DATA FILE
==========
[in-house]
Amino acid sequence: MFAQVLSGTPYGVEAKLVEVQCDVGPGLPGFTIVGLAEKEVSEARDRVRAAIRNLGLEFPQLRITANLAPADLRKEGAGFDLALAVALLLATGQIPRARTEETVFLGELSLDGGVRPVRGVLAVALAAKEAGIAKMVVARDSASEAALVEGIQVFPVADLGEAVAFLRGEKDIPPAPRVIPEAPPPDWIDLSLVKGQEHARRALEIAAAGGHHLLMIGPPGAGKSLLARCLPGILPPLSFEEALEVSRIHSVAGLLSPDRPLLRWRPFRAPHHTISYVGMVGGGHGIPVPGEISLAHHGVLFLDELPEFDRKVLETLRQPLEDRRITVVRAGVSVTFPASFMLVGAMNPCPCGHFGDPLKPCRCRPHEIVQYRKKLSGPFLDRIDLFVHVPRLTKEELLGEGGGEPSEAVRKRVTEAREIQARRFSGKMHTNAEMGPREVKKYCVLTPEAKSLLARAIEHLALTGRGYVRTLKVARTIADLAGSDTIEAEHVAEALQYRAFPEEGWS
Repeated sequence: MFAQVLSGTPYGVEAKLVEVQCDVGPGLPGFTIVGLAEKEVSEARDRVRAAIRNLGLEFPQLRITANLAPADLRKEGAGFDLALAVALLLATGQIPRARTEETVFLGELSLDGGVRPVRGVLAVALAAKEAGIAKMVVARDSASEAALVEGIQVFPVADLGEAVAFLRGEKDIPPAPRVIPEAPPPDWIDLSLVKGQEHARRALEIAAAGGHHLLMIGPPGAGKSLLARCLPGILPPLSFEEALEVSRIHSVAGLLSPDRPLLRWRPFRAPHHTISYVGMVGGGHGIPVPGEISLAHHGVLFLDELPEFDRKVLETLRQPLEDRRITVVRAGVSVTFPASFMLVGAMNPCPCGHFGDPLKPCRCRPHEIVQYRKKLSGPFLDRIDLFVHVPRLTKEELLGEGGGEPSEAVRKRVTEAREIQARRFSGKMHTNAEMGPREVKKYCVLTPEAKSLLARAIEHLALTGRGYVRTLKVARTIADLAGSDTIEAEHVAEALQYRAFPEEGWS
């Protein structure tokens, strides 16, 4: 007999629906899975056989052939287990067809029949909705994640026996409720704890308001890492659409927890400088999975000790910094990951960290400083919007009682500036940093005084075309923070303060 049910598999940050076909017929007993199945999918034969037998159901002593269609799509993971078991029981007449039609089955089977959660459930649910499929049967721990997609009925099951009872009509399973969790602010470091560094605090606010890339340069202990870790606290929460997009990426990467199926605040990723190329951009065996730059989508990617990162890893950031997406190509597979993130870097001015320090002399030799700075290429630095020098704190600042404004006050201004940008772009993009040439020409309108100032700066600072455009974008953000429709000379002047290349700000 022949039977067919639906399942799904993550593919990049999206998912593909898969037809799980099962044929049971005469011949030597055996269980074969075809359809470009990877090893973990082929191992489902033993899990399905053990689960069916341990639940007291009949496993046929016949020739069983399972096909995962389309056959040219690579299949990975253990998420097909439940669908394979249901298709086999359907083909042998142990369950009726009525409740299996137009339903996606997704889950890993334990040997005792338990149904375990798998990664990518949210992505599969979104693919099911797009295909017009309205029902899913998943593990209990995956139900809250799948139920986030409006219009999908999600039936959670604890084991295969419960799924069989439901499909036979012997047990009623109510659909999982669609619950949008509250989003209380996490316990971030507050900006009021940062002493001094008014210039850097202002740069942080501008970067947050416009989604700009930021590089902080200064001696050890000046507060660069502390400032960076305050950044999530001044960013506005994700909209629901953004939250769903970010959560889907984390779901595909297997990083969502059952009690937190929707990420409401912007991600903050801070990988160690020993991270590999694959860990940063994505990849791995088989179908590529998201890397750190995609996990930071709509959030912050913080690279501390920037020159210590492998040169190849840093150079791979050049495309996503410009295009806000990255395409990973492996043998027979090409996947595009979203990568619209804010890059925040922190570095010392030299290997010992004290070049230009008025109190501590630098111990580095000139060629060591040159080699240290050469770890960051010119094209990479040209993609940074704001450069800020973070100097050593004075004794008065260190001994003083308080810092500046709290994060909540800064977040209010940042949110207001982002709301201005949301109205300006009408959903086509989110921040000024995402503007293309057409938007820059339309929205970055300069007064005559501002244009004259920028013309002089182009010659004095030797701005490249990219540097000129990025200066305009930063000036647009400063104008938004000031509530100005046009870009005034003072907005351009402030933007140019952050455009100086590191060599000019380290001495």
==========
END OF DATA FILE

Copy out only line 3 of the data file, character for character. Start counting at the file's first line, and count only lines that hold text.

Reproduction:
Repeated sequence: MFAQVLSGTPYGVEAKLVEVQCDVGPGLPGFTIVGLAEKEVSEARDRVRAAIRNLGLEFPQLRITANLAPADLRKEGAGFDLALAVALLLATGQIPRARTEETVFLGELSLDGGVRPVRGVLAVALAAKEAGIAKMVVARDSASEAALVEGIQVFPVADLGEAVAFLRGEKDIPPAPRVIPEAPPPDWIDLSLVKGQEHARRALEIAAAGGHHLLMIGPPGAGKSLLARCLPGILPPLSFEEALEVSRIHSVAGLLSPDRPLLRWRPFRAPHHTISYVGMVGGGHGIPVPGEISLAHHGVLFLDELPEFDRKVLETLRQPLEDRRITVVRAGVSVTFPASFMLVGAMNPCPCGHFGDPLKPCRCRPHEIVQYRKKLSGPFLDRIDLFVHVPRLTKEELLGEGGGEPSEAVRKRVTEAREIQARRFSGKMHTNAEMGPREVKKYCVLTPEAKSLLARAIEHLALTGRGYVRTLKVARTIADLAGSDTIEAEHVAEALQYRAFPEEGWS